British Columbia Electric Railway 1223 built in 1912. It entered service in 1913 and retired in 1958. It was one of only seven British Columbia Electric Railway Cars saved from destruction. It was displayed outside in Burnaby but was vandalized and deteriorated in the elements to the point that it need to be restored and placed inside which happened after it arrived at the Burnaby Museum and Heritage Village.

End views of the British Columbia Electric Railway 1223.

The control stands of the British Columbia Electric Railway 1223.

The inside of British Columbia Electric Railway 1223.

The British Columbia Electric Railway Vorce Station.

The home of the British Columbia Electric Railway 1223. After that in the bathroom I looked at the guide to the grounds and discovered that there was a steam engine located on the museum grounds. We went in search of it and found it.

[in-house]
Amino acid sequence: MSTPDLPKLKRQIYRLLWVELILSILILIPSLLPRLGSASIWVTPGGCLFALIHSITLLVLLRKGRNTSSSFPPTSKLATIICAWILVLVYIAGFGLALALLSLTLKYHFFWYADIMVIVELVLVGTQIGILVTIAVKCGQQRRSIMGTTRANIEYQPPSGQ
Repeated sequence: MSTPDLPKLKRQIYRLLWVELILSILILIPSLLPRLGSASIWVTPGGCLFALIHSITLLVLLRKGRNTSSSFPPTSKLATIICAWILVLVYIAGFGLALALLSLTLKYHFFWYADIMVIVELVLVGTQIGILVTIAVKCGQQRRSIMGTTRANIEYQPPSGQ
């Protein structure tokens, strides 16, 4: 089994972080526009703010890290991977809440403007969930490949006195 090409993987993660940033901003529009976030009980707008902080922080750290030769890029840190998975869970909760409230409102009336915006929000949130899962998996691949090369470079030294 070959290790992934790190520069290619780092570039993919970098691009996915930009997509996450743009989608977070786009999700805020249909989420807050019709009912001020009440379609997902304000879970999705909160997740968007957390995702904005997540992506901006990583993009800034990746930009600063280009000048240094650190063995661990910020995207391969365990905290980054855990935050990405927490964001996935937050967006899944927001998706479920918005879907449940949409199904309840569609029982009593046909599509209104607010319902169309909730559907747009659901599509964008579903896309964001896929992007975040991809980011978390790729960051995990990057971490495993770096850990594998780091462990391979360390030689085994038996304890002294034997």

Canadian Pacific 0-4-4T 3. It was built in 1879 for construction of the San Francisco Sea Wall After that it went to the Canadian Pacific which named it "Curly" for the building of their railroad. It was sold to D.O. Mills and Company then it went to BC Mills Timber and Trading in 1888. After that it became Hastings Saw Mill Company 3 in 1926. In 1973 the engine was displayed at the Pacific National Exhibition. Years later it became a part of the Burnaby Museum. Thus the Number 3 is the oldest existing Canadian Pacific Steam Engine on earth. Then we drove back to Lynnwood spending only 30 minutes at the US Border getting back into the USA. It had been a great trip to Canada and a place I want to come back to soon. I finished up the story then called it a night.